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Pollution

— Space

ESA's Sentinel-2A satellite arrives in French Guiana ahead of launch

By - April 27, 2015 2 Pictures
ESA's Sentinel-2A satellite has arrived safely in French Guiana, ahead of its June 12 launch atop a Vega rocket. It was carried in the belly of an enormous Russian-made Antonov cargo plane, and protected within a specially-constructed air conditioned habitat. Once operational, the satellite will represent a cornerstone of the agency's Copernicus program, which is striving to revolutionize how we observe and understand our environment, and how we may be able to tackle the detrimental effects of climate change. Read More

Ocean Cleanup concept to become a reality next year

A concept designed to rid the oceans of plastic waste is to become a reality next year. Boyan's Slat's Ocean Cleanup system is expected to be deployed in the second quarter of 2016 in the waters between Japan and South Korea. It will be the longest floating structure ever deployed in the ocean.

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— Environment

Gold and other valuable metals may be harvested from sewage

By - March 24, 2015 1 Picture
Mining operations tend not be very good for the environment, nor does the disposal of treated solid waste that still contains potentially-toxic metals. Now, however, scientists are looking into taking that waste and harvesting its trace amounts of metals such as gold, silver and platinum. Doing so could ultimately reduce the need for mining and decrease the amount of metals entering the environment, while also turning sewage into a source of revenue. Read More
— Health and Wellbeing

Speck monitors your home's air quality

By - March 18, 2015 2 Pictures
Monitoring the level of particulates in the air inside the home can be a life-saver for people with health issues. A new personal air pollution monitor promises a more precise alternative, empowering users to take measures to mitigate and eliminate those tiny particles. Developed at Carnegie Mellon University Robotics Institute, Speck was presented at the SXSW Interactive Festival in Austin, Texas, that took place between March 13 and 17. Read More
— Environment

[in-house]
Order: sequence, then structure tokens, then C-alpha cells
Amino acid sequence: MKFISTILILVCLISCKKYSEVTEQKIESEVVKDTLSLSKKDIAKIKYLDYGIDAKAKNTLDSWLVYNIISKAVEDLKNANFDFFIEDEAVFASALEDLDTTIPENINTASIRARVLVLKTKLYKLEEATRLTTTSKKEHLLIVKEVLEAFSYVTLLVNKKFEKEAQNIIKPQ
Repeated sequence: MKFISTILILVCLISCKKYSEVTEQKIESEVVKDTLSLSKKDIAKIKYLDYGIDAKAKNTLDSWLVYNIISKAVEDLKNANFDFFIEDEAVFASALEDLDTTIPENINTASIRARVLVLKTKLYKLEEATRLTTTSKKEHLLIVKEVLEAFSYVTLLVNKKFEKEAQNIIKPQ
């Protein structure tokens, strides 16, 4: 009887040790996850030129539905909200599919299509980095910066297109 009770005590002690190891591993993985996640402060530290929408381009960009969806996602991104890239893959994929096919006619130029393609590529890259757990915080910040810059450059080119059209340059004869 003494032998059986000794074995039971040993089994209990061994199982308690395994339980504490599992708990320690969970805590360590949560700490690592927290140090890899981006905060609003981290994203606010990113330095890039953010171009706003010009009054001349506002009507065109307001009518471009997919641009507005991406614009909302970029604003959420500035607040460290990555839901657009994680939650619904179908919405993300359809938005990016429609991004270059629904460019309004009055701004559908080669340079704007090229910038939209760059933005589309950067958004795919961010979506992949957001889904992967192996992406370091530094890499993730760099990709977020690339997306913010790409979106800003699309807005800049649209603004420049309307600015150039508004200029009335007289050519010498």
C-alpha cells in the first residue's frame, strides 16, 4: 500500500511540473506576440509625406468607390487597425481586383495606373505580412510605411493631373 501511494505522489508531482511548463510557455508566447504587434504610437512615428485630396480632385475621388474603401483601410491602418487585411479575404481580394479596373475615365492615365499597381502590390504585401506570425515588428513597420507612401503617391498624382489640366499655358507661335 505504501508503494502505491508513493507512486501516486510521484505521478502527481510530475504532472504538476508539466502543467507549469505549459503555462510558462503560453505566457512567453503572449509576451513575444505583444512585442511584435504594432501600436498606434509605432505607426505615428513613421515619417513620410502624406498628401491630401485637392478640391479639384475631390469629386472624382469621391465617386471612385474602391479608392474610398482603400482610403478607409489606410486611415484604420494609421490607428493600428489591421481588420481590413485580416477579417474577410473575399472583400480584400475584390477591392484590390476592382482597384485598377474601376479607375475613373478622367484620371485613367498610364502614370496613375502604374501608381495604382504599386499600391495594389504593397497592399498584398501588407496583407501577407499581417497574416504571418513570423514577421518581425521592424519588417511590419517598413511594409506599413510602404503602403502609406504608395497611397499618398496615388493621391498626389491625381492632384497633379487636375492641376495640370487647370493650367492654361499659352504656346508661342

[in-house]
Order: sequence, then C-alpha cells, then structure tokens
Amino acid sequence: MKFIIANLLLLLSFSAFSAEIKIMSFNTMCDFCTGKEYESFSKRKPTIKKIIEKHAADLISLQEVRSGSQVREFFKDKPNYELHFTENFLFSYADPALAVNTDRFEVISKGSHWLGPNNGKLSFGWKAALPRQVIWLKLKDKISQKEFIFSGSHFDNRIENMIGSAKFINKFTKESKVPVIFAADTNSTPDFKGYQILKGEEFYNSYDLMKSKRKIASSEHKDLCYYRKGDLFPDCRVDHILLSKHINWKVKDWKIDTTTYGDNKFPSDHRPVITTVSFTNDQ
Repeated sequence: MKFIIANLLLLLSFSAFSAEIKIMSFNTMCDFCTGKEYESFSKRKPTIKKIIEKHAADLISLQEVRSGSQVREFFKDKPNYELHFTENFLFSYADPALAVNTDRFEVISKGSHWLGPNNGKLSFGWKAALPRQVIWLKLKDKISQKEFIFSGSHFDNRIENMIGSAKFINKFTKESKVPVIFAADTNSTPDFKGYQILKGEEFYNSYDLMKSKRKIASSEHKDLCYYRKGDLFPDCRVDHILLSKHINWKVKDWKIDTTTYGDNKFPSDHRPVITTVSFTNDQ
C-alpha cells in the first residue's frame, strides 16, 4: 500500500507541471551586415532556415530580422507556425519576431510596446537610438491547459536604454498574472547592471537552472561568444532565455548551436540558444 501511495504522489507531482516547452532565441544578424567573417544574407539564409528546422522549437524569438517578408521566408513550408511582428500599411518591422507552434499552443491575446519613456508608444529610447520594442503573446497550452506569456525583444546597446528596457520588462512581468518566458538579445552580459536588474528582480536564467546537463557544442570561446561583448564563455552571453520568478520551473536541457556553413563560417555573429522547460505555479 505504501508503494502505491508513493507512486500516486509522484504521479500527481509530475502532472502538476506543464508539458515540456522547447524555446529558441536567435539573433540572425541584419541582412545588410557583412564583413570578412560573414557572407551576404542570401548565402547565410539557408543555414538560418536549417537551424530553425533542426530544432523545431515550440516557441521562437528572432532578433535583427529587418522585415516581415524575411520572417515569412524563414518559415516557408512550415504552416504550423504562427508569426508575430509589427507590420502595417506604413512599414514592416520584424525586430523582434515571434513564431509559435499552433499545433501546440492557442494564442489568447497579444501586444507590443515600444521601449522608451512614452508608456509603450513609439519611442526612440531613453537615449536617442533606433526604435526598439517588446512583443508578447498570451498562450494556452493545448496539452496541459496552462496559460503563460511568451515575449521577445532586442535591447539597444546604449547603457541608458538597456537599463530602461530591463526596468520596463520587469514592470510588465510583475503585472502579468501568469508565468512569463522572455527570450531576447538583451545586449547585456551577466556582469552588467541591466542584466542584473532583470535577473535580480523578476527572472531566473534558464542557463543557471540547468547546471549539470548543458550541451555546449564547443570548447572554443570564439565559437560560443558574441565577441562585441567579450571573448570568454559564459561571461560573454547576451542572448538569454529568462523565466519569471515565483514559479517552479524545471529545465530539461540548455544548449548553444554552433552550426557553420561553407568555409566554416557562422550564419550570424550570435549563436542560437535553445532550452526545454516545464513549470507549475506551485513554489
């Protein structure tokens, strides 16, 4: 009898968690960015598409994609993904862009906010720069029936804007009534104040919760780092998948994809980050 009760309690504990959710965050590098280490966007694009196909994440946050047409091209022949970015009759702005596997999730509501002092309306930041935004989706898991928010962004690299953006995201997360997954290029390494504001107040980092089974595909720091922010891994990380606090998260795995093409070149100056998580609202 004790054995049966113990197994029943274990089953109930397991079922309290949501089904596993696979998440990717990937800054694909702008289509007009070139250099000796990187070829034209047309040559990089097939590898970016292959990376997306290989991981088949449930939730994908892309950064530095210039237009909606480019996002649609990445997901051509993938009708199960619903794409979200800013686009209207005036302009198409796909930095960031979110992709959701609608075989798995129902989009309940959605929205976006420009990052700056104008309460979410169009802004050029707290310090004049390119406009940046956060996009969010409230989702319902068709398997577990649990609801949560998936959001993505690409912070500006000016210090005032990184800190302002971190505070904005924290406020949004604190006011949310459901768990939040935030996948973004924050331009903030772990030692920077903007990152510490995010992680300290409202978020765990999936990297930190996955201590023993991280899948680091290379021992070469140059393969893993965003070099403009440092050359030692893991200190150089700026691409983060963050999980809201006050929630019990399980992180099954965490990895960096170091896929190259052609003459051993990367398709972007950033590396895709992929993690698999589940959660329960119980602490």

ROV assesses thickness of oil slicks from underneath

By - March 17, 2015 2 Pictures
When people are attempting to clean up oil spills at sea, one of the key things they need to know is the amount of oil that's been spilled – among other things, this will determine the amount of dispersant or other agents that are used. In order to make that process easier and more accurate, scientists from the Virginia Institute of Marine Science have developed a remotely operated vehicle (ROV) that does the job by measuring the thickness of oil slicks from below the surface. Read More
— Environment

New material promises more efficient carbon capture

By - March 12, 2015 1 Picture
We've already seen a number of technologies developed for capturing carbon dioxide emissions from smokestacks or other sources, but many of them have a limitation – in order to reclaim the captured CO2 for disposal, a considerable amount of energy is needed. Now, however, scientists at the University of California, Berkeley have developed a new carbon-capture material that requires far less energy in order to give up its payload. Read More
— Science

Low-cost air filter could help Beijing breathe easy

By - February 26, 2015 1 Picture
Material scientists at Stanford University have developed a highly effective semitransparent air filter that can collect 99 percent of the very small PM2.5 particles, considered the most harmful to the human respiratory tract. The low-cost filters, which don’t require power to function, could be used to build better protective facemasks, window screens, filtration systems in hospitals, and perhaps even to reduce pollution from cars and industrial smoke stacks. Read More
— Environment

ESA successfully tests FLEX instrument, designed to create maps of photosynthetic activity

By - February 4, 2015 1 Picture
The European Space Agency (ESA) has successfully tested its Fluorescence Explorer mission (FLEX), which is vying for a spot on the organisation’s eight Earth Explorer satellite. The mission, which aims to create global maps of photosynthetic activity, will allow for the identification of vegetation suffering degrees of stress that simply aren’t visible to the human eye. It has the potential to significantly further our understanding of the global carbon cycle, and could have an impact on agricultural management. Read More
— Environment

NASA takes climate change study to the air

By - January 8, 2015 1 Picture
With the goal of shedding more light on a number of Earth system processes whose effect on our climate is incompletely understood, NASA will this year launch five new airborne field campaigns. These studies will look at long-range air pollution, warming ocean waters, melting Greenland glaciers, greenhouse gas sources, fires in Africa and clouds over the Atlantic, with the captured data to complement satellite- and surface-based observations to help provide a better understanding of the interconnected systems that affect our climate and how it is changing. Read More
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